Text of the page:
Alejandro Velasco: The book is at once engagingly written and theoretically rich. It also is both deeply situated in the Venezuelan experience, while resonating loudly in debates that extend well beyond Venezuela – about the craft of journalism, the meanings of populism, the work and policy of urban policing. It also strikes me as a book that makes an overarching argument, but whose chapters can also stand alone. That’s all to say, I can see it adopted in many different courses and settings – from introductory courses in Latin American culture, to political theory courses, to public policy course in urban planning, to advanced journalism seminars, and more. Can you give advice on a few ways someone wanting to incorporate Deadline might teach it productively? Or perhaps a more difficult question: How would you teach your book to undergraduates?  Are there chapters that are particularly well suited to teach independently? If read in full, are there auxiliary materials you would pair with it?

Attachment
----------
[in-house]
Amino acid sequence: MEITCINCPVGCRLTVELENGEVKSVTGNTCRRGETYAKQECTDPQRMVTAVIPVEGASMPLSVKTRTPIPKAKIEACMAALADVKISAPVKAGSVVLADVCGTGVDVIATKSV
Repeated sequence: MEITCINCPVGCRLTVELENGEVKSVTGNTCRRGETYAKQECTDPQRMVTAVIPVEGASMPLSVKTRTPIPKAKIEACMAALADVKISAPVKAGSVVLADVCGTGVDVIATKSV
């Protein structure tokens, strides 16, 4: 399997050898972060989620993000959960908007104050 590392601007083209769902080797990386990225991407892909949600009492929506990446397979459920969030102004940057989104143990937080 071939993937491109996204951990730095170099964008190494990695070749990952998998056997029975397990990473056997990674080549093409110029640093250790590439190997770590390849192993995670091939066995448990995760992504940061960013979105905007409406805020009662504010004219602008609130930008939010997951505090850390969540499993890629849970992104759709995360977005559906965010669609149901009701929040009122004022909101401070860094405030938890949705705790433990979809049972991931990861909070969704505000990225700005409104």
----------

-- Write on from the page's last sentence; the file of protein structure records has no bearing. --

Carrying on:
Robert Samet: Thank you! I teach at a liberal arts college and I wanted to write an ethnography that was relevant to my colleagues but also accessible to undergraduates. You’re right to observe that Deadline is constructed around a central argument, however there are also chapters and sections that stand alone. For example, I’d recommend chapters 2-4 for anyone who wants a depiction of how the stigma of criminality is stamped on the urban poor. These are the book’s most accessible chapters and I think they are conducive to undergraduate teaching. For graduate instructors who are interested in the book’s theoretical contributions, chapters 5-8 probably hold the greatest appeal. This is where I take up theories of media, democracy, populism, and representations of violence. For someone trying to explain how the Venezuelan landscape changed over the last twenty years, then the book’s first two chapters and the conclusion are probably the most important. How would I teach it? I think that Deadline is best suited for unsettling received wisdom about Venezuela and the relationship between media and democracy. I’d introduce the book by having students look for examples of how Chávez and Venezuela are portrayed by the international press. Then, I’d have them watch Kim Barley and Donnacha O’Briain’s 2003 documentary The Revolution Will Not be Televised. After that I’d dive into the book itself. I think that it pairs particularly well with journalistic accounts of Venezuela, like Jon Lee Anderson’s “Slumlord” published in The New Yorker (2013) or Frontline’s “The Hugo Chávez Show” (2008). But I think that it’s even more interesting when you pair it with contemporary discussion of social media, fake news, and ideals of journalism. In my opinion, Deadline is the best available case study of how populism operates in and through the media. It avoids the hype about new media as well as the liberal handwringing about evils of populism. I want students to come away with a nuanced understanding of a pattern that is built into the very fabric of our democracies.